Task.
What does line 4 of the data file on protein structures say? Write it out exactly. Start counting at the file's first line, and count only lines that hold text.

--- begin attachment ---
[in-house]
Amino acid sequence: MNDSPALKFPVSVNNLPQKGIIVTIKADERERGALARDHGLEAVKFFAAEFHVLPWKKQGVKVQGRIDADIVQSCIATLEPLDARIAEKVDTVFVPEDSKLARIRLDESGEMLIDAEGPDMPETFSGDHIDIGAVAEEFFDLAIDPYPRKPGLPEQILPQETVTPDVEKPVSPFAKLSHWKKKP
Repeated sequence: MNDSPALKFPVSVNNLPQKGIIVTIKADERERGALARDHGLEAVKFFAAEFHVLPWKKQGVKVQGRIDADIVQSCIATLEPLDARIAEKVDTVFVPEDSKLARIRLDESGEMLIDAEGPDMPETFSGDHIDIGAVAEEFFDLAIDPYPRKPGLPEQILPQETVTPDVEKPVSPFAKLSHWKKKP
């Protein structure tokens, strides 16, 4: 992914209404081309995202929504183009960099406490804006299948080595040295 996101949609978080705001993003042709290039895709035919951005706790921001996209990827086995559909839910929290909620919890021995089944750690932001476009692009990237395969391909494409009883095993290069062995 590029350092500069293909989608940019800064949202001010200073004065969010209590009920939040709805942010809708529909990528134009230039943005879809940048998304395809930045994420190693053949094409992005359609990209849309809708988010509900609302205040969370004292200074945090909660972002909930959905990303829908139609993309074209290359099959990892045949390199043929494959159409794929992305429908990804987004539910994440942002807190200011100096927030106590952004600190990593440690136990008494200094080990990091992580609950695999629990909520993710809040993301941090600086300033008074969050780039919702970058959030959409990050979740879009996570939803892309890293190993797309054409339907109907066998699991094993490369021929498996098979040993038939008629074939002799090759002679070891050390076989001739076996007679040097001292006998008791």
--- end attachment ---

């Protein structure tokens, strides 16, 4: 992914209404081309995202929504183009960099406490804006299948080595040295 996101949609978080705001993003042709290039895709035919951005706790921001996209990827086995559909839910929290909620919890021995089944750690932001476009692009990237395969391909494409009883095993290069062995 590029350092500069293909989608940019800064949202001010200073004065969010209590009920939040709805942010809708529909990528134009230039943005879809940048998304395809930045994420190693053949094409992005359609990209849309809708988010509900609302205040969370004292200074945090909660972002909930959905990303829908139609993309074209290359099959990892045949390199043929494959159409794929992305429908990804987004539910994440942002807190200011100096927030106590952004600190990593440690136990008494200094080990990091992580609950695999629990909520993710809040993301941090600086300033008074969050780039919702970058959030959409990050979740879009996570939803892309890293190993797309054409339907109907066998699991094993490369021929498996098979040993038939008629074939002799090759002679070891050390076989001739076996007679040097001292006998008791």